The main issue with the Phillips Curve that Friedman had was that it didn’t take into account stagflation. Stagflation is “the simultaneous occurrence of high rates of inflation and unemployment” (Arnold, 2005-2008). Phillips believed stagflation could not occur. In other words, Phillips suggested that there could only be a tradeoff between inflation and unemployment and that both could not be high. Friedman found from his studies that this theory was not true (See Figure 3). As you can see from Figure 3, Phillip’s theory holds true from 1961-1969 but from 1970-2003, we can see that stagflation can in fact occur. Why is this? Friedman suggests that “there is always a temporary tradeoff between inflation and unemployment; (however) there is no permanent tradeoff”. Thus, he came up with the theory of having not one, but two Phillips Curves: one for the short-run and one for the long-run (See Figure 4). Friedman’s theory was based on the premise of expectations; more specifically, expected inflation rates. We can see how this theory works by looking at Figure 4.
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If the government unexpectedly increases aggregate demand, the actual inflation rate will increase while the expected inflation rate will remain the same because in the short-run, individuals will not be aware of the actual inflation rate increase. Because of this increase in aggregate demand, prices will increase and therefore suppliers will want to produce more so output will also increase. More output will require more labour therefore, companies will hire employees who will be willing to work for the expected wage rate rather than the actual wage rate. This results in an increase in the actual inflation rate and a decrease in unemployment thus moving along the short-run Phillips Curve. However, Friedman argues that this point on the curve is unstable due to the fact that actual inflation rate and expected inflation rate are not equal. Eventually, the workers will realize the inflation rate increase, due to the increasing prices, and will either quit their jobs or ask for more money. Ultimately, this will cause wage rates to increase resulting in a decrease in short-run aggregate supply which will bring the unemployment rate and inflation back to equilibrium. In summary, Friedman is saying that in the short-run, a tradeoff between inflation and unemployment does occur however it does not in the long-run. This is called the Friedman Natural Rate Theory (or Friedman fooling theory, See Figure 5). It is also called the fooling theory because individuals are actually tricked into thinking the wage inflation rate is lower than it actually is.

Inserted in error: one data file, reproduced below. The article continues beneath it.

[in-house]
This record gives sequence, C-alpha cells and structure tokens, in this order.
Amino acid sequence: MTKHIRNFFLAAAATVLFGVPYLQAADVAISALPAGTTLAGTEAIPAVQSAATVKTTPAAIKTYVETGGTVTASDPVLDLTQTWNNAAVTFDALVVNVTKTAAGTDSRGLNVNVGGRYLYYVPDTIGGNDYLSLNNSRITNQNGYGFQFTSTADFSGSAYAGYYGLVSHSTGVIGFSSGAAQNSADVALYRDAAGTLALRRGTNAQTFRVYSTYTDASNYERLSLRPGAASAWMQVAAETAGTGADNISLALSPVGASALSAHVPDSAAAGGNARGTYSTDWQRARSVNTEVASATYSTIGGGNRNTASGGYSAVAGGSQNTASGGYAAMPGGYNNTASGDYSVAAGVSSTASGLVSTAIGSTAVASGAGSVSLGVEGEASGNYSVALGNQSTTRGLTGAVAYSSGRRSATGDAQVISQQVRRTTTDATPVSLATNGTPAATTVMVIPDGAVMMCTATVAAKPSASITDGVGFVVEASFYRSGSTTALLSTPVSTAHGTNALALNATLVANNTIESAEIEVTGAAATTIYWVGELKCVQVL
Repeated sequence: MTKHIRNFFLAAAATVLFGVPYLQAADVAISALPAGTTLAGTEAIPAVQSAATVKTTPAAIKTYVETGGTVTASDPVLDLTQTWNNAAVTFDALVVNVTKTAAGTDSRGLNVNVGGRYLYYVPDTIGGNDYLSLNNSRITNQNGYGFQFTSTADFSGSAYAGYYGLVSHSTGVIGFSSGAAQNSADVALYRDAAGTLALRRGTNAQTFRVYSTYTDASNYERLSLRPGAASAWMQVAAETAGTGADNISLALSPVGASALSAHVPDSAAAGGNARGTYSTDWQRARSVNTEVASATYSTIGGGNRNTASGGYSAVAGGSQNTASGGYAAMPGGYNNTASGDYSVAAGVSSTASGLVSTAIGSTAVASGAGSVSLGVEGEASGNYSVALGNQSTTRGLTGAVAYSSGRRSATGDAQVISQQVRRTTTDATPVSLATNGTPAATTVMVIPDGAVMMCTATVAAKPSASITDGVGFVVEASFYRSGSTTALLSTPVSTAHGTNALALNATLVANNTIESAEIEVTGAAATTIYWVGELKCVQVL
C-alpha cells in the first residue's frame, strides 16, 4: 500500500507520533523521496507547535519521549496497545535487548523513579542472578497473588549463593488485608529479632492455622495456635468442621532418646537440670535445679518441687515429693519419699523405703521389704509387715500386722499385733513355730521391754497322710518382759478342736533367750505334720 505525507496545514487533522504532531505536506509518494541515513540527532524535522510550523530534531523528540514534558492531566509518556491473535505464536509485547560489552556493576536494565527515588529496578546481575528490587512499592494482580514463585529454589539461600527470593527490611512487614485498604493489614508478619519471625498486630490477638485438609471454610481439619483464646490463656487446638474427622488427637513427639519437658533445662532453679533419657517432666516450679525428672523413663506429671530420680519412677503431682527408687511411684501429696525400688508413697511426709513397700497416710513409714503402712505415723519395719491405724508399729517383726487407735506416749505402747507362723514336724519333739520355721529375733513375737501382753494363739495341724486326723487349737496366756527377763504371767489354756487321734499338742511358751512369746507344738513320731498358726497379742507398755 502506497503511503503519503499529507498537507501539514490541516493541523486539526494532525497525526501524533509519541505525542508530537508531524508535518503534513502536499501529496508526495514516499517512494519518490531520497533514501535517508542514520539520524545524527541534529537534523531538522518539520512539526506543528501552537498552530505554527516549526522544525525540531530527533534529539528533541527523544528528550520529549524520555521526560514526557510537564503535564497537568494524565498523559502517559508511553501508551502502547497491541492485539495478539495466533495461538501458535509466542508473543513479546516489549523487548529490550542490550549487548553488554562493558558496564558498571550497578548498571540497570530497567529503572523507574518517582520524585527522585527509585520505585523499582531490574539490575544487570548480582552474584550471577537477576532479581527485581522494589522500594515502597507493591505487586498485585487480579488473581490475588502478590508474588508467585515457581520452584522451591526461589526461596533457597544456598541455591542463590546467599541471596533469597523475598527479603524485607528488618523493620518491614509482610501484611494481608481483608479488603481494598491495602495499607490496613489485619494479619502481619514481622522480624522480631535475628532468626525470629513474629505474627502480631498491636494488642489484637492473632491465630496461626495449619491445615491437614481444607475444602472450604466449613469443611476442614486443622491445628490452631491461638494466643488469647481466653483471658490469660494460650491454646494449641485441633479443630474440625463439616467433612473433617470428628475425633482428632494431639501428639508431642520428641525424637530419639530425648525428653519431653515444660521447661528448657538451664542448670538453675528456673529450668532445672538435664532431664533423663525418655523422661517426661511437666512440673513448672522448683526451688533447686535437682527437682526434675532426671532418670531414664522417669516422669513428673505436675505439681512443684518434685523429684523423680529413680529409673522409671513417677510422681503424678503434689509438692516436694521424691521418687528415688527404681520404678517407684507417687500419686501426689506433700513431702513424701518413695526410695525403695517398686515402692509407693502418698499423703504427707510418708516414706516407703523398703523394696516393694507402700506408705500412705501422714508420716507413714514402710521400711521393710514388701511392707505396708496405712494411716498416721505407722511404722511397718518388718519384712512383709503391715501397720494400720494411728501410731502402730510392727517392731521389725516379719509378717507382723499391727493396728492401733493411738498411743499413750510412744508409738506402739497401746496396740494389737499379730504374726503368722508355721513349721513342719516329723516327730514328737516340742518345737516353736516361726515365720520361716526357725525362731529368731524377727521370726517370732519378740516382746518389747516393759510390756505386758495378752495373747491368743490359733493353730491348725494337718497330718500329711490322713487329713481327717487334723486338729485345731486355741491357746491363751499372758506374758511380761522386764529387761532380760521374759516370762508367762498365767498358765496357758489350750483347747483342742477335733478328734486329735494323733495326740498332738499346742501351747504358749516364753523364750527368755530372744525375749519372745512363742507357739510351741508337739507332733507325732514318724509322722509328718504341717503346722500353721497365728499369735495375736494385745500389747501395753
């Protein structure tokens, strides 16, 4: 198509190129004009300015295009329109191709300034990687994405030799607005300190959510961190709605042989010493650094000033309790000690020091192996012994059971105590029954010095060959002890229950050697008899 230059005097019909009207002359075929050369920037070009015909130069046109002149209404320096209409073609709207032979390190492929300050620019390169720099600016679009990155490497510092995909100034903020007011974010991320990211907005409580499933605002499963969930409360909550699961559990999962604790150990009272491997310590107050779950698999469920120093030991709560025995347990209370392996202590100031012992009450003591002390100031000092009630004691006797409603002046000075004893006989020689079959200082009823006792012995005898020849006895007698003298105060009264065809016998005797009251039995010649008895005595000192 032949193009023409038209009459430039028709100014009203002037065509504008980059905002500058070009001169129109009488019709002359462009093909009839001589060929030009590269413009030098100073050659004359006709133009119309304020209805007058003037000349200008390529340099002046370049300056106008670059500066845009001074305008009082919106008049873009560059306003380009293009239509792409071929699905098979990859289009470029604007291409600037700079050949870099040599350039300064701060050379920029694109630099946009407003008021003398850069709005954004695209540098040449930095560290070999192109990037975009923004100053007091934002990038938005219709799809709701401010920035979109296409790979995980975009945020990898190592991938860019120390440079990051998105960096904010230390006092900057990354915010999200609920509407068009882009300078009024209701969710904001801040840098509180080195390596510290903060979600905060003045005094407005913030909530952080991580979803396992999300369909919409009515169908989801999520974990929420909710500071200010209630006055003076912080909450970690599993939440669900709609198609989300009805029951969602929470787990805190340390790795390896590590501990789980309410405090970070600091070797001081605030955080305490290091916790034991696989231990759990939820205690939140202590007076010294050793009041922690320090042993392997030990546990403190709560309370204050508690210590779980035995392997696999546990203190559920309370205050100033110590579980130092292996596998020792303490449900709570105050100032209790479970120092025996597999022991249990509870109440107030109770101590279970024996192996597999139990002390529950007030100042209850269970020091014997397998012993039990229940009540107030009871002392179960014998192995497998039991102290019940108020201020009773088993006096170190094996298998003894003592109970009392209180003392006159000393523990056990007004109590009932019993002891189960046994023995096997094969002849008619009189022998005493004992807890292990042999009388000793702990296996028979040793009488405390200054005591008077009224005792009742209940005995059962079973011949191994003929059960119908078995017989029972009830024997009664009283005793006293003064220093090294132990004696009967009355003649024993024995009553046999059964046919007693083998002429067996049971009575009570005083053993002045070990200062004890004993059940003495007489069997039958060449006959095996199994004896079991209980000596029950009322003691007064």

By examining the Phillips Curve and Friedman’s expectations-augmented Phillips Curve, we discovered that there is an important inverse relationship between unemployment rates and inflation rates. We’ve learned that there is both a short-run Phillips Curve and a long-run Phillips curve and that equilibrium is achieved at there intersection. But more importantly, we’ve learned that economics is not solely base on numerical factors. Although inflation rates, interest rates, GDPâ€¦etc are important, behavioural economics and the perceptions of individuals is crucial in determining the outlook of an economy.
(The Phillips Curve, 2009)
Figure 3 – Friedman’s Data ( Arnold, 2008)
Figure 4 – Long- Run and Short-Run Phillips Curve (Arnold, 2008)
Figure 5 – Friedman Natural Rate Theory (Arnold, 2008)